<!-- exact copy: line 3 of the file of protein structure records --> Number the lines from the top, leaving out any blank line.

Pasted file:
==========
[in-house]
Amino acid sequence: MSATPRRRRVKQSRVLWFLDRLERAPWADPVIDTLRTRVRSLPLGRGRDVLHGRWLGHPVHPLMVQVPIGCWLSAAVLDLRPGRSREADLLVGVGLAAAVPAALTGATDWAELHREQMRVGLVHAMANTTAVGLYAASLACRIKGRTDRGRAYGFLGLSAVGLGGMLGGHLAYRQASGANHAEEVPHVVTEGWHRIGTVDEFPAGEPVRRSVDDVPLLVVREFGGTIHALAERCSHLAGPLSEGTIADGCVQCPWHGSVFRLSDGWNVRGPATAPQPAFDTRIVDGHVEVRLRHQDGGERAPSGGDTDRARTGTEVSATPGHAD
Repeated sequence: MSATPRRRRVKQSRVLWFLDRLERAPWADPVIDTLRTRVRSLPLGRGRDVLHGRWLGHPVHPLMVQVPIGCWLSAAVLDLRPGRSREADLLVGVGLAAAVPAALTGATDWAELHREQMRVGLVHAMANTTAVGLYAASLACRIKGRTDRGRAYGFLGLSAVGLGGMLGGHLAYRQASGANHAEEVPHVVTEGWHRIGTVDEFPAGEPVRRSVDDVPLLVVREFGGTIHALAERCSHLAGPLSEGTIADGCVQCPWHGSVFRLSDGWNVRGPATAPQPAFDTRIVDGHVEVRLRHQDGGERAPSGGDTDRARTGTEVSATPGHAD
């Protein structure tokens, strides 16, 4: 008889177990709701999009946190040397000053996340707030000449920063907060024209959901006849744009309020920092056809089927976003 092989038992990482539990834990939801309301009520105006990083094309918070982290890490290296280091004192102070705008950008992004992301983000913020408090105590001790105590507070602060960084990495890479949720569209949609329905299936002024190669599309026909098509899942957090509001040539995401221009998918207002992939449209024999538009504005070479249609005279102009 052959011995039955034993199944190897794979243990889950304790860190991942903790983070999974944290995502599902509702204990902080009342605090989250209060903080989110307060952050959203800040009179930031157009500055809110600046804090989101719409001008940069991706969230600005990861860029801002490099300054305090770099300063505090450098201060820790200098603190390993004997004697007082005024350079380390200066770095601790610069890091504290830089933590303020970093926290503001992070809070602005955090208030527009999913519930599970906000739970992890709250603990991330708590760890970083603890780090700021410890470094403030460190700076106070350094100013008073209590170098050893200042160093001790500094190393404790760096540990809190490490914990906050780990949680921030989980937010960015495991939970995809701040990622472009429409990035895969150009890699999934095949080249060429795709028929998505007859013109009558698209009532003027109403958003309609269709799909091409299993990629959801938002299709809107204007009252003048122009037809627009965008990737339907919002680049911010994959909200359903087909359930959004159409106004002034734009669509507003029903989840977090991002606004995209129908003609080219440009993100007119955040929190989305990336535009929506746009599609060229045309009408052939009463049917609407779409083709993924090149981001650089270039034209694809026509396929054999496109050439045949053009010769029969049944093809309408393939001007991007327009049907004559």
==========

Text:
Repeated sequence: MSATPRRRRVKQSRVLWFLDRLERAPWADPVIDTLRTRVRSLPLGRGRDVLHGRWLGHPVHPLMVQVPIGCWLSAAVLDLRPGRSREADLLVGVGLAAAVPAALTGATDWAELHREQMRVGLVHAMANTTAVGLYAASLACRIKGRTDRGRAYGFLGLSAVGLGGMLGGHLAYRQASGANHAEEVPHVVTEGWHRIGTVDEFPAGEPVRRSVDDVPLLVVREFGGTIHALAERCSHLAGPLSEGTIADGCVQCPWHGSVFRLSDGWNVRGPATAPQPAFDTRIVDGHVEVRLRHQDGGERAPSGGDTDRARTGTEVSATPGHAD